A more thorny problem is that of the Select all CheckBox, which has three states. If we only select some of the notes, the CheckBox should be “indeterminate”. But with a couple more Computeds we can declare what we want it do and it’s really very easy, even though it would be surprisingly gnarly in traditional evented-imperative code.

Firstly, lets compute ourselves a list of just those notes that are currently selected (which is going to be useful for the Delete button also):

var selectedNotes = Computed.From(() => notes.Where(n => n.IsSelected.Value).ToList());

Two things to note:

  1. Just because it’s a list, it doesn’t need to be an ISetableList. It’s just an ordinary IGetable that happens to contain a computed list as its value.
  2. It’s really important that we say ToList(), because we have to access the IsSelected property directly during the execution of the lambda we pass to Computed.From, otherwise the library can’t detect our dependency on that property. If we leave it as a lazily evaluated list, we apparently won’t be dependent on anything.

But how do come up with something we can bind to our three-state checkBoxAllNotes? There is a suitable binding extension method, BindCheckState, that supports all three states using the standard enum CheckState as the value. But what about the value we’ll bind to?

Happily there’s another trick up our sleeves: the setable computed. This essentially lets you define on-the-fly a property with custom getter and setter methods.

checkBoxAllNotes.BindCheckState(Computed.From(

    get: () => selectedNotes.Value.Count == 0
                    ? CheckState.Unchecked
                    : selectedNotes.Value.Count == notes.Count
                            ? CheckState.Checked
                            : CheckState.Indeterminate,

    set: state =>
        {
            // only pay attention when setting to a definite state
            if (state == CheckState.Indeterminate)
                return;

            foreach (var note in notes)
                note.IsSelected.Value = state == CheckState.Checked;
        }));

We’re using an overload of Computed.From that takes two parameters, get and set. I’m using named parameter syntax even though its totally redundant here, just for clarity (and because it resembles the declaration of a property).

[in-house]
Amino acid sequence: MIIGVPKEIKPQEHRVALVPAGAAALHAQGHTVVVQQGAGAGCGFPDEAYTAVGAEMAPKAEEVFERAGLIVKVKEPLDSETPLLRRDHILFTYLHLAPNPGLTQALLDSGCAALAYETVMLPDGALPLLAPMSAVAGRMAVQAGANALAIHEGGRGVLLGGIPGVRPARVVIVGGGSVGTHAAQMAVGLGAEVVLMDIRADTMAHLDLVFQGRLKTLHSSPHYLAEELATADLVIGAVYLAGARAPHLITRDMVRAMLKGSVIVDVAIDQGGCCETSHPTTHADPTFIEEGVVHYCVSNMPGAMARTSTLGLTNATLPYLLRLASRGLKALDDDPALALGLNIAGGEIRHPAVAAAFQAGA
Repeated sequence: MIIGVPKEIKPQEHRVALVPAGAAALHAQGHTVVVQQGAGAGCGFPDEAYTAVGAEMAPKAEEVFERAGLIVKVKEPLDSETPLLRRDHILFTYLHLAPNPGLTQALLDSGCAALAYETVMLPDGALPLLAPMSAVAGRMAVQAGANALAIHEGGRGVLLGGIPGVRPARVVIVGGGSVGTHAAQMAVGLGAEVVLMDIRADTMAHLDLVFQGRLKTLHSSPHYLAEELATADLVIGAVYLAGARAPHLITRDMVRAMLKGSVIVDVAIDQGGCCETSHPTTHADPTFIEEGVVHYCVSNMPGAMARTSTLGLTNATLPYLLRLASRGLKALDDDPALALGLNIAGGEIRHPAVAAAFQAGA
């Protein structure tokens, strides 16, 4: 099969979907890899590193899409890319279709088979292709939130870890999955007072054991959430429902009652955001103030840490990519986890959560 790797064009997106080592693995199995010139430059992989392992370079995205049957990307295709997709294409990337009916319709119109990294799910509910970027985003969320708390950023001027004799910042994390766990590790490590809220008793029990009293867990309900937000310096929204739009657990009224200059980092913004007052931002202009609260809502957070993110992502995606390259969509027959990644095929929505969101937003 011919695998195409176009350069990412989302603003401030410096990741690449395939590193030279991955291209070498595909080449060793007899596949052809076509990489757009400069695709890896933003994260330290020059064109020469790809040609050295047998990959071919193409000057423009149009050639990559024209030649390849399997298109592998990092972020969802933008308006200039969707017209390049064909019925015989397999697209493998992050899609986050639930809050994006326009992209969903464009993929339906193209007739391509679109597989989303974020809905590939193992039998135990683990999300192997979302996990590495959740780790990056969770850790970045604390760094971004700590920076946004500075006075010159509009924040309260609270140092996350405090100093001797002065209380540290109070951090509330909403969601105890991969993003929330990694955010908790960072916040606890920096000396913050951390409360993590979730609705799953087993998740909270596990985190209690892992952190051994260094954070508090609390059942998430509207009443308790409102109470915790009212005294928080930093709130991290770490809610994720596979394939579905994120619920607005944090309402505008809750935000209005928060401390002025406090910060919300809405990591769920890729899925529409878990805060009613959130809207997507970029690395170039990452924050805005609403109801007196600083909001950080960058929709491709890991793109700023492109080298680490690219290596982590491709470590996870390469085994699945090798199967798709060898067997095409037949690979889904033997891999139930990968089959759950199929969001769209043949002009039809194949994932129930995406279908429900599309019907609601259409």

The getter lambda literally says: “if none are selected I’m unchecked; if all are selected I’m checked; otherwise I’m indeterminate.” The setter is even simpler: it sets all the notes to be either selected or not selected, depending on whether the new state is Checked or Unchecked. If the new state happens to be Indeterminate, it does nothing.

And we don’t really need this dang CheckBox to work at all if there aren’t currently notes to select:

checkBoxAllNotes.BindEnabled(Computed.From(() => notes.Count != 0));

Now the Delete button is child’s play:

buttonDelete.BindEnabled(Computed.From(() => selectedNotes.Value.Count != 0));
buttonDelete.Click += (s, ev) => notes.RemoveAll(selectedNotes.Value);

Recall that all this is in the constructor of our main Form. To recap:

var notes = new SetableList<Note>();
            
// For each each note, make a CheckedListBoxItem
panelSelectionList.BindForEach(notes).As<NoteListItemForm>();

var newNoteText = Setable.From(string.Empty);
textBoxNewNote.BindText(newNoteText);

// Add button only enabled if text box is non-empty
buttonAdd.BindEnabled(Computed.From(() => newNoteText.Value.Length != 0));
buttonAdd.Click += (s, ev) =>
{
    notes.Add(new Note { Text = { Value = newNoteText.Value } });
    textBoxNewNote.Text = string.Empty;
    textBoxNewNote.Focus();
};

// list of currently selected notes (important: ToList to avoid lazy evaluation)
var selectedNotes = Computed.From(() => notes.Where(n => n.IsSelected.Value).ToList());

// Two-way binding
checkBoxAllNotes.BindCheckState(Computed.From(

    get: () => selectedNotes.Value.Count == 0
                    ? CheckState.Unchecked
                    : selectedNotes.Value.Count == notes.Count
                            ? CheckState.Checked
                            : CheckState.Indeterminate,

    set: state =>
        {
            // only pay attention when setting to a definite state
            if (state == CheckState.Indeterminate)
                return;

            foreach (var note in notes)
                note.IsSelected.Value = state == CheckState.Checked;
        }));

checkBoxAllNotes.BindEnabled(Computed.From(() => notes.Count != 0));

// Delete button only enabled if selection is non-empty
buttonDelete.BindEnabled(Computed.From(() => selectedNotes.Value.Count != 0));
buttonDelete.Click += (s, ev) => notes.RemoveAll(selectedNotes.Value);

You can get the code from GitHub to see the NoteTaker application in action. Next time on this channel: let’s make the UI unnecessarily complicated and powerful, so it has multiple simultaneously updating views on the same information, all of which stay mutually consistent, yet we barely have to write any more code.